Joseph Paul Franklin

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Joseph Paul Franklin
Joseph Paul Franklin.png
Born
James Clayton Vaughn Jr.

(1950-04-13)April 13, 1950
Mobile, Alabama, U.S.
DiedNovember 20, 2013(2013-11-20) (aged 63)
Cause of deathExecution by lethal injection
Other namesThe Racist Killer
MotiveDesire to incite a race war
Criminal penalty Life imprisonment x4 (March 23, 1981 & September 1986)
Death by lethal injection (July 17, 1984 & February 27, 1997)
Details
Victims8–22 [1]
Span of crimes
August 7, 1977–August 20, 1980
Country United States
State(s)Missouri, Wisconsin, Tennessee, Georgia, Virginia, Indiana, Ohio, Pennsylvania, West Virginia, Utah
Date apprehended
October 28, 1980

Joseph Paul Franklin (born James Clayton Vaughn Jr.; April 13, 1950 – November 20, 2013) was an American white supremacist serial killer who engaged in a murder spree spanning the late 1970s and early 1980s.

Americans Citizens, or natives, of the United States of America

Americans are nationals and citizens of the United States of America. Although nationals and citizens make up the majority of Americans, some dual citizens, expatriates, and permanent residents may also claim American nationality. The United States is home to people of many different ethnic origins. As a result, American culture and law does not equate nationality with race or ethnicity, but with citizenship and permanent allegiance.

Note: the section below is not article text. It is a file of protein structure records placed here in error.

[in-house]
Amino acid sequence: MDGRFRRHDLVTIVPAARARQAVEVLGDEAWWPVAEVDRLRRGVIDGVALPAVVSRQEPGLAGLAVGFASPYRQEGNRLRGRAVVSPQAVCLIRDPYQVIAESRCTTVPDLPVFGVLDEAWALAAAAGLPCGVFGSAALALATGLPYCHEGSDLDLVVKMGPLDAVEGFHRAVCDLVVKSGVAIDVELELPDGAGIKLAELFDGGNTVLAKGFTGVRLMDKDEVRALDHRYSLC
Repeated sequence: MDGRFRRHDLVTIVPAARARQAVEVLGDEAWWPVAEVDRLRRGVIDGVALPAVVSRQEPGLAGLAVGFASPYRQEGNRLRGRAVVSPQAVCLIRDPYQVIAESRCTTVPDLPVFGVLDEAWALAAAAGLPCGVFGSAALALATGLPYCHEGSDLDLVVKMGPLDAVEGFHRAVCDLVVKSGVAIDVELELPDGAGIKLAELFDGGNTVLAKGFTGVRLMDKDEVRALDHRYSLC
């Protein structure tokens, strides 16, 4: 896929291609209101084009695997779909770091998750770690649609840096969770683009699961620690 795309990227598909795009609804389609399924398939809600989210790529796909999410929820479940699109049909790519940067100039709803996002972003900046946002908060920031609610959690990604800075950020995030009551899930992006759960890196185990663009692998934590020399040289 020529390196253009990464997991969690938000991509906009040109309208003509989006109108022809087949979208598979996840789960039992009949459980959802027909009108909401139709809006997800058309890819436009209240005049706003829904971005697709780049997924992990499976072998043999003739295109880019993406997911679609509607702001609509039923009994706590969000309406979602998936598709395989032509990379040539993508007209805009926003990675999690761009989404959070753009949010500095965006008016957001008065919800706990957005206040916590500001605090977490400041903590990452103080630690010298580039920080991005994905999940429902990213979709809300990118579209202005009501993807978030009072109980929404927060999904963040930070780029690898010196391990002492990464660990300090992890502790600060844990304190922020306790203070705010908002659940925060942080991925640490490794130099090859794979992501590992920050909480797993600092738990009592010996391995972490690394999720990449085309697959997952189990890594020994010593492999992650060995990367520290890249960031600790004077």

White supremacy or white supremacism is the racist belief that white people are superior to people of other races and therefore should be dominant over them. White supremacy has roots in scientific racism, and it often relies on pseudoscientific arguments. Like most similar movements such as neo-Nazism, white supremacists typically oppose members of other races as well as Jews.

A serial killer is typically a person who murders three or more people, usually in service of abnormal psychological gratification, with the murders taking place over more than a month and including a significant period of time between them. Different authorities apply different criteria when designating serial killers. For example, while most authorities set a threshold of three murders, others extend it to four or lessen it to two. The Federal Bureau of Investigation (FBI) defines serial killing as "a series of two or more murders, committed as separate events, usually, but not always, by one offender acting alone".